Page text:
Nearly twenty four hours after watching Terry Mc Mahon’s superb Patrick’s Day I am walking through the city of Dublin when my phone goes off and I am talking to Catherine Walker one of the stars of the film. I am on a busy road so I wander down one of many of Dublin’s quiet lanes, the same streets that Patrick wanders in the film. It is quiet and quite intimate in this lane with the sky just starting to darken which fits well with this most intimate of films. I start by asking Catherine how she came to be playing Karen the troubled flight attendant who connects with Patrick in the film.
“Well I am a close friend of Terry’s and he gave me the script to read” she says “I wasn’t reading it for a part more as a favour for a friend. But the more I read the more I identified with the character of Karen. She is an interesting character, strong but with cripplingly low self-esteem. The idea that she could become intimate with a serious troubled young man and really connect fascinated me.”
She hit the nail on the head with the word strong. Over countless films we see women (and men too) who are struggling with any kind of suicidal tendencies or mental health issues portrayed as weak and weak willed. Is the fact that she is strong, educated and has a job a huge part of what works in the film, namely that mental health issues can effect anyone?
“God yes” she agrees immediately. “That is exactly it. There are so many normal people who are dragged down every day by being in jobs they hate, in relationships they are struggling to hold together whilst they are barely holding themselves together.”
Does it come down to shame when it comes to mental health?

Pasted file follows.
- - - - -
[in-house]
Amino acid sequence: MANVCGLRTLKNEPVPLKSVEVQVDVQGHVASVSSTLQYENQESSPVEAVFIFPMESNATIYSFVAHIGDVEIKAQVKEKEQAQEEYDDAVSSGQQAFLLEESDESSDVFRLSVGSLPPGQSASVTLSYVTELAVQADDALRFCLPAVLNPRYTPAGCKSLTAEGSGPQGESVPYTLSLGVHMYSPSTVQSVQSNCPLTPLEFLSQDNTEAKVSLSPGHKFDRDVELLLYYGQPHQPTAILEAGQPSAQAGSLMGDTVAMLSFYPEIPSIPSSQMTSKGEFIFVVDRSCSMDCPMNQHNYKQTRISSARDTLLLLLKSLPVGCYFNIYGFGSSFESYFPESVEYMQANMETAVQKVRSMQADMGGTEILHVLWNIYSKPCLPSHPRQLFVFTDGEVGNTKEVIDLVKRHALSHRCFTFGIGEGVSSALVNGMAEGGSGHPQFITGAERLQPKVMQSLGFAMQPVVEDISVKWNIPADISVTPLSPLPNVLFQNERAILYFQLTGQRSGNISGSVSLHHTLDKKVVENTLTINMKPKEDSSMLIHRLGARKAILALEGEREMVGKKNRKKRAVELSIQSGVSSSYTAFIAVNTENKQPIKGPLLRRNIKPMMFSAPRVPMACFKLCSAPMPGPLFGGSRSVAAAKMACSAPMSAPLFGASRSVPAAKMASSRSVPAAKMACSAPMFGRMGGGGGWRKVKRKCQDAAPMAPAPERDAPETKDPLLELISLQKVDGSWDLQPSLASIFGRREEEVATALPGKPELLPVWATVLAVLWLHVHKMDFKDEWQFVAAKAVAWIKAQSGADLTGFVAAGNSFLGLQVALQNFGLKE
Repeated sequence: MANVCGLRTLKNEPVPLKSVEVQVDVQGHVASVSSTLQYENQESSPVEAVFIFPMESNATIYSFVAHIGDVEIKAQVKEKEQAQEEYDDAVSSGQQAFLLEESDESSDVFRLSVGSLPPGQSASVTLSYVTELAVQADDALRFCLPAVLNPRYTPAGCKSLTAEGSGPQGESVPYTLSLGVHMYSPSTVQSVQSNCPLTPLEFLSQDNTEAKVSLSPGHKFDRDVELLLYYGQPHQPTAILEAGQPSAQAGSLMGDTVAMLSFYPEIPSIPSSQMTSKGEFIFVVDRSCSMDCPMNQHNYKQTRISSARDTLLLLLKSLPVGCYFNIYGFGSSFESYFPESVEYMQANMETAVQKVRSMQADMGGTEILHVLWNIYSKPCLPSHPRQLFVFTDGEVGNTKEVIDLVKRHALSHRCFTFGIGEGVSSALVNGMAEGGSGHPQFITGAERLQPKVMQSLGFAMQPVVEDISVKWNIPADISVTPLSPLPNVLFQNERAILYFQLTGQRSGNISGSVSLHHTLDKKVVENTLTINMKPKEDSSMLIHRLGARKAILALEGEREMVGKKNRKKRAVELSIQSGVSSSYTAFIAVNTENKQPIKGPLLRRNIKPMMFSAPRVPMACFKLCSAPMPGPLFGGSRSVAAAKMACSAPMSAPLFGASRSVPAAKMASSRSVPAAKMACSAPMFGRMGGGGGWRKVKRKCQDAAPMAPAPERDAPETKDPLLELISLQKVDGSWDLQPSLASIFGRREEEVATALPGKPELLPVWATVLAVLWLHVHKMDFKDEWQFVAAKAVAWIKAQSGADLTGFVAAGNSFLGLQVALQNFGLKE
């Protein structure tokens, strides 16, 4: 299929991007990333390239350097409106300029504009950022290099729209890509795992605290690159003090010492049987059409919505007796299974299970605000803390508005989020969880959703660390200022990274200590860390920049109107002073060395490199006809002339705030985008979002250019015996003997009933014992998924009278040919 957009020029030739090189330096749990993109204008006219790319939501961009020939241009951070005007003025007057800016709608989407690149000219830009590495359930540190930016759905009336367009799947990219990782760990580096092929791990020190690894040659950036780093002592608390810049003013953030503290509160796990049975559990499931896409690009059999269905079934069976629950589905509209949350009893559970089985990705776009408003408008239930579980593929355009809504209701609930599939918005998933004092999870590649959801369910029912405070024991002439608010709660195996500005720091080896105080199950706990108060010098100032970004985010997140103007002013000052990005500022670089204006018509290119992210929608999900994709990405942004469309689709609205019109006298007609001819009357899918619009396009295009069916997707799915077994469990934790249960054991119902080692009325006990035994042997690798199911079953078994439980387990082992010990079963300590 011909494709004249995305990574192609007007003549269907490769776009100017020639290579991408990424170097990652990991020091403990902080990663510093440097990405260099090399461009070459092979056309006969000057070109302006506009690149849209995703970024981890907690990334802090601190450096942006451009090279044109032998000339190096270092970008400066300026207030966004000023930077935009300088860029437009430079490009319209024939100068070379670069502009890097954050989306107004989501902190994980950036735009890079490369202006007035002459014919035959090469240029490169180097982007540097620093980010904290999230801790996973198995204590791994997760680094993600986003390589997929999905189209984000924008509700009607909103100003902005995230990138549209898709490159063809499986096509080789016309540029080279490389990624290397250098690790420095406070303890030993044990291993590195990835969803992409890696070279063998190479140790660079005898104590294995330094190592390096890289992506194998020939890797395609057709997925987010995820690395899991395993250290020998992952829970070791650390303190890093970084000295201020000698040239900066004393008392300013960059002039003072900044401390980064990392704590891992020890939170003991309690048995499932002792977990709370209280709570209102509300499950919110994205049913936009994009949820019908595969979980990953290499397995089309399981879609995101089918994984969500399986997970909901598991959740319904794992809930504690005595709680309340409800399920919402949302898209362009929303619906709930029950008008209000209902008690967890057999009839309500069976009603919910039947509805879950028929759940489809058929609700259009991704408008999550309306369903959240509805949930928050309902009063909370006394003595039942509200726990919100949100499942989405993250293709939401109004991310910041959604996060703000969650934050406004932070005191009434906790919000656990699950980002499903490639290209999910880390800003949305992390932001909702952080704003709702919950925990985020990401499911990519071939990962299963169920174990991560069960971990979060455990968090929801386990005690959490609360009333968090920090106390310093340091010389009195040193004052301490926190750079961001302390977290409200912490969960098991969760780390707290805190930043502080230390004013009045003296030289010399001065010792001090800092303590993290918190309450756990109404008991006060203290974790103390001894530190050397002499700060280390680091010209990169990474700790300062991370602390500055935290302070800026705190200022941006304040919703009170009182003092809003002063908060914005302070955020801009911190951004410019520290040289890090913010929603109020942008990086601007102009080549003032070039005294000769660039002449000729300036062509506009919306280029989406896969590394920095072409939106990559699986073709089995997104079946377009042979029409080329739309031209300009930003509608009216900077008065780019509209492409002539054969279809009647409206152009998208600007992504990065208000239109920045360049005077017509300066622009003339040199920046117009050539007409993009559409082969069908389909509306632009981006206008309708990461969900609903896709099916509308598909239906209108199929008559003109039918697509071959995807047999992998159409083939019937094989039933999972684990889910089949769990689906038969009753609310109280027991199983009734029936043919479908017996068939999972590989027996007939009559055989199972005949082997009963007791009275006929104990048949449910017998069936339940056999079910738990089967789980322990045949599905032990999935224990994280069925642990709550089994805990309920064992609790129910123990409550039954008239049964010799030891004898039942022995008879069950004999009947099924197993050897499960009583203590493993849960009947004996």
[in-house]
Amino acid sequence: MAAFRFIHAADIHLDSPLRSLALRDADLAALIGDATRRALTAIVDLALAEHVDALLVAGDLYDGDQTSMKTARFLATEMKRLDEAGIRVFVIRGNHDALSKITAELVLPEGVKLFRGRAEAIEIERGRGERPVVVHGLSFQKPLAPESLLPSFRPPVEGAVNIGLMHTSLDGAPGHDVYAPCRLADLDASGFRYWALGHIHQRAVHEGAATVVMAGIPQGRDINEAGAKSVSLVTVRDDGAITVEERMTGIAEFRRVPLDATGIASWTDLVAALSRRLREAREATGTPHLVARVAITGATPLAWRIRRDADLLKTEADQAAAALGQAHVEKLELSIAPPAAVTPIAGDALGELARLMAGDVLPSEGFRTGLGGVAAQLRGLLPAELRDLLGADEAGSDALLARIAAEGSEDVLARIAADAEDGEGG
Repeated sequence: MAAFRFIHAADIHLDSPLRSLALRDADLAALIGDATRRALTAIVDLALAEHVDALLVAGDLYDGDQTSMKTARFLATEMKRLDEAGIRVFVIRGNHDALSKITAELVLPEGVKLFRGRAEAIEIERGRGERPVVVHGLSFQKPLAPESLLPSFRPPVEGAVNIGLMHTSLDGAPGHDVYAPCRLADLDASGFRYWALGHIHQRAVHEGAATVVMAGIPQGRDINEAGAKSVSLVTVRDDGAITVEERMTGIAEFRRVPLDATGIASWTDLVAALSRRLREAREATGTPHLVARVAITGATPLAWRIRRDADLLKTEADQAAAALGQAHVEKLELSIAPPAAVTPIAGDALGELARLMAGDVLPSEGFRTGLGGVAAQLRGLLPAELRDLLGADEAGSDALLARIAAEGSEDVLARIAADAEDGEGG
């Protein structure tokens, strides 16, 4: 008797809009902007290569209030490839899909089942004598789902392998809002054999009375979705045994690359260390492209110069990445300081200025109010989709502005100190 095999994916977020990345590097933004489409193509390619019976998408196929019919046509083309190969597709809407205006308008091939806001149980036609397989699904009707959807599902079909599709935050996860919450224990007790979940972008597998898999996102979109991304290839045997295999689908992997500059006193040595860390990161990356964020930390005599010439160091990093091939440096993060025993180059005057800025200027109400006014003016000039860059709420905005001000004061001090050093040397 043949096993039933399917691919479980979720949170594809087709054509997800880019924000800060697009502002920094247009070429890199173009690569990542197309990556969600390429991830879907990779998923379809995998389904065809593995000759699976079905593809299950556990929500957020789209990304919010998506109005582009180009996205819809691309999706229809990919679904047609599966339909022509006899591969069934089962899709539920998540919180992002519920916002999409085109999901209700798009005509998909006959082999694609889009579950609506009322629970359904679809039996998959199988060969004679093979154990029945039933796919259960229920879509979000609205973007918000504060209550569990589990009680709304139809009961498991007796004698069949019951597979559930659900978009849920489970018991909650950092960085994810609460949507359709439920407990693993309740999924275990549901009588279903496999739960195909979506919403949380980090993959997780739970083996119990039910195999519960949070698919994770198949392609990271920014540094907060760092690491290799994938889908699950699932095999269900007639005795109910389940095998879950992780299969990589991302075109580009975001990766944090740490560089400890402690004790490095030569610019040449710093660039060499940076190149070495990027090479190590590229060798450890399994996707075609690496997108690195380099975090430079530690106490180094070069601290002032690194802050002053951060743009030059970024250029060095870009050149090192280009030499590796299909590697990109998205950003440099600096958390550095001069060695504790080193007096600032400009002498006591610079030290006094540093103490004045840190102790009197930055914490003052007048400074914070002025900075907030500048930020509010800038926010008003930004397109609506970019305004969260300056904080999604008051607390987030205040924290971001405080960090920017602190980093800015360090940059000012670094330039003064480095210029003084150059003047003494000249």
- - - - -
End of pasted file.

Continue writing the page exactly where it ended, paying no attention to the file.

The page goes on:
“It is about shame with everything in this country!” she laughs, warming to the topic. “At the beginning of the film Karen is in a bad way. There is a plan in place that I am in no doubt would have been played out in full had she not met Patrick. Life wears you down. The amount of shit people go though in their lives, they are struggling to make ends meet at the moment and it is taking its toll. Some people find it difficult to articulate this and it is then they are in real trouble.”
One of the main reasons Patrick’s Day works is the fact that there is a real connection at the heart of it. I suggest to Catherine that the success of this comes from the fact that the mental issues in the film are woven through the narrative: we don’t feel that the scriptwriter is lecturing us, the characters feel authentic.
“You have hit the nail on the head!” she says to my delight. “That comes down to the genius of Terry and Michael Lavelle (cinematographer). They knew the right words and the right look for the film and they had tremendous empathy. I was away filming in the UK for some of the early screenings last year and I finally saw the film with an audience in Cork. Looking at the film somewhat objectively as I had had a break from it I thought it was a brilliant. And so did the audience. There is a reason why it has won so many audience awards.”
Ah yes the audience. The Irish people have a somewhat chequered history with seeing their own films. Does she think it will find an audience in Ireland? “Oh I really hope so” she says and sounds like she really means it. “I genuinely believe that if audiences give it a chance they will be moved and genuinely affected by it.”
I cannot argue with that. A day after I have watched it I am still thinking about it. This is an excellent film and a great start to 2015 for Irish film. You will be hearing more of the excellent Catherine Walker as well.
Patrick’s Day is out in cinemas on February 6th. You can read Niall’s 5 star review here.